Gorgeous, pouting Laurence Llewelyn-Bowen and reliably rugged Diarmuid Gavin return in Home Front Inside Out
, a collection, amply illustrated, of house and garden make-overs that range from the soigné to the startling. The recipe is familiar--the ambitious transformation of humdrum house and garden spaces into environments expressive of aspects of their owners' lifestyles and personalities--but the results can be extraordinary, even by the standards of this pair. Need to add a focal point to the garden of a 30s house which Diarmuid is refashioning along Art Deco lines? A giant revolving egg, mirrored like a disco ball and concealing a cocktail cabinet, is the answer. Laurence himself describes a curvaceous 50s-inspired circular kitchen, installed no doubt for very good reasons, as "part-Sputnik, part-Wonderbra". A reference to a bathroom mobile as being inspired by "Alexandra Calder" adds a suitably ambiguous note.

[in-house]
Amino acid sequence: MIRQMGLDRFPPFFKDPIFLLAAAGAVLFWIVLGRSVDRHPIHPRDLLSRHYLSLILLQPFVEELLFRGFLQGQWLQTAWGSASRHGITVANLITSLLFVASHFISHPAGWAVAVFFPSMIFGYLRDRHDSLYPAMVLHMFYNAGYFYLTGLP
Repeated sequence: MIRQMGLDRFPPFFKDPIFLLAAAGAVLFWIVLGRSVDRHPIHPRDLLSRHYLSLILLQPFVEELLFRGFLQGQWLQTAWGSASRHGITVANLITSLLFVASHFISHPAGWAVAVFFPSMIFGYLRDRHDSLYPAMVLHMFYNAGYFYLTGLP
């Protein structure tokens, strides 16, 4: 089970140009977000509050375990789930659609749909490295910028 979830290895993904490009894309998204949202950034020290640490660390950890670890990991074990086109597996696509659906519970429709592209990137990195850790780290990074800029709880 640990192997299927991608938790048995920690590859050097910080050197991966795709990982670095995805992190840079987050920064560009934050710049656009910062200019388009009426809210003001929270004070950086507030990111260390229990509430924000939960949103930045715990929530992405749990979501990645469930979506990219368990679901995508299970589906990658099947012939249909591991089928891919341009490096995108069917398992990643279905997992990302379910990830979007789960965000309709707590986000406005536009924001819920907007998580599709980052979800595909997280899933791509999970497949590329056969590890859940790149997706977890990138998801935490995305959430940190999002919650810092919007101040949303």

Gavin's gardens, with their consistent use of concrete, wood and metal as strong, defining structural elements, are more of a piece than Llewelyn-Bowen's fanciful but precisely detailed responses to rooms, but the boldness and wholeheartedness of both are refreshing to a high degree. They court mockery with their flirtations with historical and cultural kitsch, yet the finished spaces are undeniably thought provoking, and the boldness of approach is, in many ways, liberating. If they can make readers and viewers think in new ways about how they use their customary places, the authors will no doubt consider their time well spent. --Robin Davidson